KV - The music scene in Denver was great in the 50s and 60s. There was a healthy nightclub scene that supported Jazz artists, Country entertainers, and a booming teenage Rock n Roll band explosion. My father was friends with Charles Burrell, who played the string bass with the Denver Symphony and in a small jazz quartet at night. He was also friends with jazz guitarist Johnny Smith, who had moved to Colorado Springs, where he operated a music store. He drove to Denver every Saturday night to perform at Shaner’s nightclub with The Neil Bridge Trio. When the Beatles played the Ed Sullivan show in February 1964, I went guitar crazy. I was obsessed with guitars, and especially the Beatles, Kinks, Rolling Stones, Animals, The Byrds, Lovin’ Spoonful, Ventures, Beach Boys, Kingsmen, Trashmen, The Sonics, Dick Dale, and The Yardbirds. I had a cheap little nylon string guitar by 1965, and started taking lessons from Denny Fria, who played lead guitar in a local band called The Catalinas, in 1966. Denny showed me how to play simple Rolling Stones tunes, and gave me a copy of Mickey Baker’s “How To Play Jazz and Hot Guitar Book 1”, which I still use! I had a job delivering newspapers at that time and managed to save up some money. My father had been taking me to watch Johnny Smith perform, and one night he made an appointment to meet Johnny at his music store. I had wanted to buy a Fender Jaguar, but my teacher talked me into buying a Telecaster instead. He convinced me when he pointed out the fact that Jeff Beck had been using an Esquire (a Telecaster with one pickup ) in the Yardbirds. We drove to Colorado Springs that week and traded in my nylon string guitar and $ 160.00 for a brand new Fender Telecaster. Johnny gave me a few heavyweight Gibson Jazz picks and a few tips about how to position my hands when playing. I was set! That evening I entertained my neighbor, Ted Moser, with a few rudimentary Luther Perkins guitar licks off of some Johnny Cash songs. He kept saying “do that again!” I was hooked. Ted’s father had a Merle Haggard album, a few Johnny Cash records, and a Buck Owens album. We used to listen to those when I was hanging out at his house. We really liked them. I found that the Johnny Cash songs were easy and fun to play. A neighbor of ours, Doug Heath, played the electric bass. He was 3 years older than I and played well. He would have me over on Saturdays and we’d play songs together. We were doing stuff like Mustang Sally, In The Midnight Hour, Gloria, Louie Louie, Pipeline, and Walk,Don’t Run. That winter, we got a little band together with 3 other guys on our block. I played my first paying gig with them in February of 1967. That band stayed together for 3 years, covering a lot of material and playing a lot of gigs. I was exposed to a lot of great guitar players during that time. In 1969 we opened shows for a band from Boulder called Zephyr, which had a great guitarist named Tommy Bolin. Tommy was a great guy, and I was lucky to have him show me some licks. He was a big influence on my playing and my sound.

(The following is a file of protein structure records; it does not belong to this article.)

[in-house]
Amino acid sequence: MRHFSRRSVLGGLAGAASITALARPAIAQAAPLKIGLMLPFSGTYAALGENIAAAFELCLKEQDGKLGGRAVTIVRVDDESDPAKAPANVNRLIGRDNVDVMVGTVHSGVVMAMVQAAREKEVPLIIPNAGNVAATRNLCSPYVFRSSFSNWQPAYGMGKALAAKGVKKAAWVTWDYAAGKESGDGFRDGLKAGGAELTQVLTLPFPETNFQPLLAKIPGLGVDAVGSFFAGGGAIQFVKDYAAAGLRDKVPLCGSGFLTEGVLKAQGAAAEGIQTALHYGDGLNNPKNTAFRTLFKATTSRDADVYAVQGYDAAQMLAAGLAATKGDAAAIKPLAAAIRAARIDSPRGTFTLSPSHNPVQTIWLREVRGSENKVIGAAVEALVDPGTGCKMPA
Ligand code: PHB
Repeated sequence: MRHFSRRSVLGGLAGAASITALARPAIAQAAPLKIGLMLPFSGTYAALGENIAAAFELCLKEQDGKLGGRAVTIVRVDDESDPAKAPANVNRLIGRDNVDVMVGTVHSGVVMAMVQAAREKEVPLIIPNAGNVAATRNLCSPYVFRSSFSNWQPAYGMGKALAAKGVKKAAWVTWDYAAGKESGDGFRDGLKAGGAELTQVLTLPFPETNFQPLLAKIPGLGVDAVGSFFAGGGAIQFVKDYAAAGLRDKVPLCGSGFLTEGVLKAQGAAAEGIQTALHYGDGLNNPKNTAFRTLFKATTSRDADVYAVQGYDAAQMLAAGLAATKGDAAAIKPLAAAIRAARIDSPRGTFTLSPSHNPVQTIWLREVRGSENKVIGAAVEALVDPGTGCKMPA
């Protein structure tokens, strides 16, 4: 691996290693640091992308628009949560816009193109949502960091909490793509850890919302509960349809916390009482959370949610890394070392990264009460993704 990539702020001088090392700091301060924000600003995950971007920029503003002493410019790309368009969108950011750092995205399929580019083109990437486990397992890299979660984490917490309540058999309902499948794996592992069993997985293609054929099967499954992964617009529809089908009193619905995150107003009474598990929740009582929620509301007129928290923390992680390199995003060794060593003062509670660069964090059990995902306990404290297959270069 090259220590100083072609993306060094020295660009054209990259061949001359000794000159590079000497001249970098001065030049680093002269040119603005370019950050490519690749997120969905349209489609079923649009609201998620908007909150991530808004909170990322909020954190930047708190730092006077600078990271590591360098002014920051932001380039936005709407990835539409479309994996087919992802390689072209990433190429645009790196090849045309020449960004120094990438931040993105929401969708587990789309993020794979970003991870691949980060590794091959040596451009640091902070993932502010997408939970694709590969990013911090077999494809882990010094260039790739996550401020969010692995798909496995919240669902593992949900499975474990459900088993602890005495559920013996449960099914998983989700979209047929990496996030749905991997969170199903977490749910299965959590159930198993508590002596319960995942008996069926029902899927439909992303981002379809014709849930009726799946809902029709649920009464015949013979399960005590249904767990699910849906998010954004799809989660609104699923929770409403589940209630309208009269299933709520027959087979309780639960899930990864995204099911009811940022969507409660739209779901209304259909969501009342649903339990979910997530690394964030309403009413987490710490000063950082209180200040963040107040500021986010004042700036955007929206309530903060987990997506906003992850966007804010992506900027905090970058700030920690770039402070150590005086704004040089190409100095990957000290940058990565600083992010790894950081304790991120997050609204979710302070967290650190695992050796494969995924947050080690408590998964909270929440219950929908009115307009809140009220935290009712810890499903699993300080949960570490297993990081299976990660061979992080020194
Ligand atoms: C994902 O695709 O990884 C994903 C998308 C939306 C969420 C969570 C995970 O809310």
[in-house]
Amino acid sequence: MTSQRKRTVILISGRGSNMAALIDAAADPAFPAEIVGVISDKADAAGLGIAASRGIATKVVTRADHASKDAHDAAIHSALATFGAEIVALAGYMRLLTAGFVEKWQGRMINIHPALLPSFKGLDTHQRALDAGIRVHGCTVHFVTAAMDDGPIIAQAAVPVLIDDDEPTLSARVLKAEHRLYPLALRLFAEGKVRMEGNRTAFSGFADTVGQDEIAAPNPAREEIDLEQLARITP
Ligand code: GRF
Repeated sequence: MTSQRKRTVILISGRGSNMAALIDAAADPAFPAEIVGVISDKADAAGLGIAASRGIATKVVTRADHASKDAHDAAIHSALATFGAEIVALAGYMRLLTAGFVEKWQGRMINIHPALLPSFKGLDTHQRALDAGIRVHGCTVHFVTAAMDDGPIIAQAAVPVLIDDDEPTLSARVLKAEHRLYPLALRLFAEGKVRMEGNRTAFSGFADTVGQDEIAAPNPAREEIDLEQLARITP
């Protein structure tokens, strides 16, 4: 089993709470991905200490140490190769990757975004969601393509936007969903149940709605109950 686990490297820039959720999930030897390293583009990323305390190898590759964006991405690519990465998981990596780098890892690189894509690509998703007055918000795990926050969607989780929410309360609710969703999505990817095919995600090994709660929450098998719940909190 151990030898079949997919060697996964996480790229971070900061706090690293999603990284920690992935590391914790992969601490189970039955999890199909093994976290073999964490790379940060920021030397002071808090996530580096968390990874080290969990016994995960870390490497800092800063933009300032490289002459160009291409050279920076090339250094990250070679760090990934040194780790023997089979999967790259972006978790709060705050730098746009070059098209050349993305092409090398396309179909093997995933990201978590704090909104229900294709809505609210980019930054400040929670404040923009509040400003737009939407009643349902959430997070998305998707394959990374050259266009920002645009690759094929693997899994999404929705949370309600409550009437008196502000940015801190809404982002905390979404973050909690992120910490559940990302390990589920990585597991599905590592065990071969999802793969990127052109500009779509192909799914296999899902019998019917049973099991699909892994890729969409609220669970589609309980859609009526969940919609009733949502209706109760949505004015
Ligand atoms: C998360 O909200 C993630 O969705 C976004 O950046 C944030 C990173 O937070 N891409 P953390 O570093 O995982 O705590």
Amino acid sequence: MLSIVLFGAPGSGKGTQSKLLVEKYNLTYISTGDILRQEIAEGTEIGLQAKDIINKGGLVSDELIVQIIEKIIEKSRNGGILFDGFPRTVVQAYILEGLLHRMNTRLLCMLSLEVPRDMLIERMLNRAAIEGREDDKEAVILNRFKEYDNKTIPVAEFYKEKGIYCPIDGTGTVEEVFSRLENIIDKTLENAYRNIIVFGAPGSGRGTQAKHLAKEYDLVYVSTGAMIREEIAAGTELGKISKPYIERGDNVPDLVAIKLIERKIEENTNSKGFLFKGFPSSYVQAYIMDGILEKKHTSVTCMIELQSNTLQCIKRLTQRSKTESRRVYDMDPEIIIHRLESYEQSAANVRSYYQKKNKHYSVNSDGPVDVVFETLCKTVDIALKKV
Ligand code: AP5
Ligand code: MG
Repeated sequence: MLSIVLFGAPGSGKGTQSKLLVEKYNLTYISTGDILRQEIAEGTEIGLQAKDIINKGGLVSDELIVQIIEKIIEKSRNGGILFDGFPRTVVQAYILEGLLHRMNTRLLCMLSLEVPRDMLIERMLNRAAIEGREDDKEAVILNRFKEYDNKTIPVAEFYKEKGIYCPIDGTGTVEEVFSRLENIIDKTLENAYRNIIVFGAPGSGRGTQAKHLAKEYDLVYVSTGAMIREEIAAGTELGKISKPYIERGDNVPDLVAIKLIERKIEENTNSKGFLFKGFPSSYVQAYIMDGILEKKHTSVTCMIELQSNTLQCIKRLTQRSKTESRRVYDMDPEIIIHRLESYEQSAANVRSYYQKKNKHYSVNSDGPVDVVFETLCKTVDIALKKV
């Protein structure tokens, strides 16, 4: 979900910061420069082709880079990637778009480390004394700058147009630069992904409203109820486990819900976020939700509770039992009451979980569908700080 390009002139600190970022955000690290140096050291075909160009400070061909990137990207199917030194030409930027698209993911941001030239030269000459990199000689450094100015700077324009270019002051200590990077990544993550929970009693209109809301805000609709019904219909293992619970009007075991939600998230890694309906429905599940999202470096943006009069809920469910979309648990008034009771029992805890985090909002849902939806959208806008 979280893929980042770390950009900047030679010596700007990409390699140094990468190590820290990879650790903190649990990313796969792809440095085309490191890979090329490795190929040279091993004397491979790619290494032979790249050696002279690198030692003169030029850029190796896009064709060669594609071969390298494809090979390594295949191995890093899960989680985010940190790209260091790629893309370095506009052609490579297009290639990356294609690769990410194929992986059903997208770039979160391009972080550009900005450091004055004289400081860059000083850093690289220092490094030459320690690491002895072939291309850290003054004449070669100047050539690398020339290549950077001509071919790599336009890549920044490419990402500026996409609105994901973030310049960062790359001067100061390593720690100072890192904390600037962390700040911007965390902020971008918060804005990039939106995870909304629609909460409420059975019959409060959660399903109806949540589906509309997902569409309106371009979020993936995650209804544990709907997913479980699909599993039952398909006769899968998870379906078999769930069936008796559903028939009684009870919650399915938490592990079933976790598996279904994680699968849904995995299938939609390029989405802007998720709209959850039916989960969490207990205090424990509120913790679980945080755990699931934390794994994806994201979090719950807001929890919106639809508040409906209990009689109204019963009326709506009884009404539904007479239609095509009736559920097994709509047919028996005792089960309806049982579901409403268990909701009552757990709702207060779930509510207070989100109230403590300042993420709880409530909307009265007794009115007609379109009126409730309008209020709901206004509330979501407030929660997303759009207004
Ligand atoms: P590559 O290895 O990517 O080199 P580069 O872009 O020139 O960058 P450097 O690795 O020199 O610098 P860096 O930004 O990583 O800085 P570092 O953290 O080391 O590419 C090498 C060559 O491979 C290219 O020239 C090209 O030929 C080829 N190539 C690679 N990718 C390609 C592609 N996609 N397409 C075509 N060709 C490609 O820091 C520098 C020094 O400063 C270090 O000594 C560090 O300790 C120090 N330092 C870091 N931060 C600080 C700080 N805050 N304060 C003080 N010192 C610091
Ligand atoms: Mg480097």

By 1967, Denver and Boulder had a massive invasion of “Hippies”, and Chet Helms opened an all ages venue, “The Family Dog”. My friend’s older sister was dating the guy who ran the light show there, and we were able to get in to a lot of shows for free. I saw The Doors, Cream, Captain Beefheart and The Magic Band, Country Joe And The Fish, Howlin Wolf, Big Brother And The Holding Company (Janis Joplin), The Grateful Dead (I saw them many times in the Denver/Boulder area between 1968-1971. I was, and remain, a huge Jerry Garcia fan!), and Moby Grape there. Other bands that I saw in the area during that period were Jimi Hendrix (3 different times!), Junior Wells and Buddy Guy, The Lovin’ Spoonful, Buck Owens And His Buckaroos, The Soft Machine, Roland Kirk, Stan Getz, Gabor Szabo, Procul Harum, Joe Cocker and The Grease Band, Free, The Jefferson Airplane, Sonny Rollins, John Mayall, The Rolling Stones, Led Zeppelin’s first American show, where they opened for Spirit and Vanilla Fudge, The Who, King Crimson, Allman Brothers, Merle Haggard And The Strangers, The Quicksilver Messenger Service, Gary Burton, Brother Jack McDuff, Jimmy Smith, Deep Purple, many Frank Zappa shows, Buddy Rich, John McLaughlin, The Sons Of Champlain, and Pink Floyd. I continued to occasionally see Johnny Smith, who was always accommodating and helpful with his vast knowledge, although I never formally studied with him.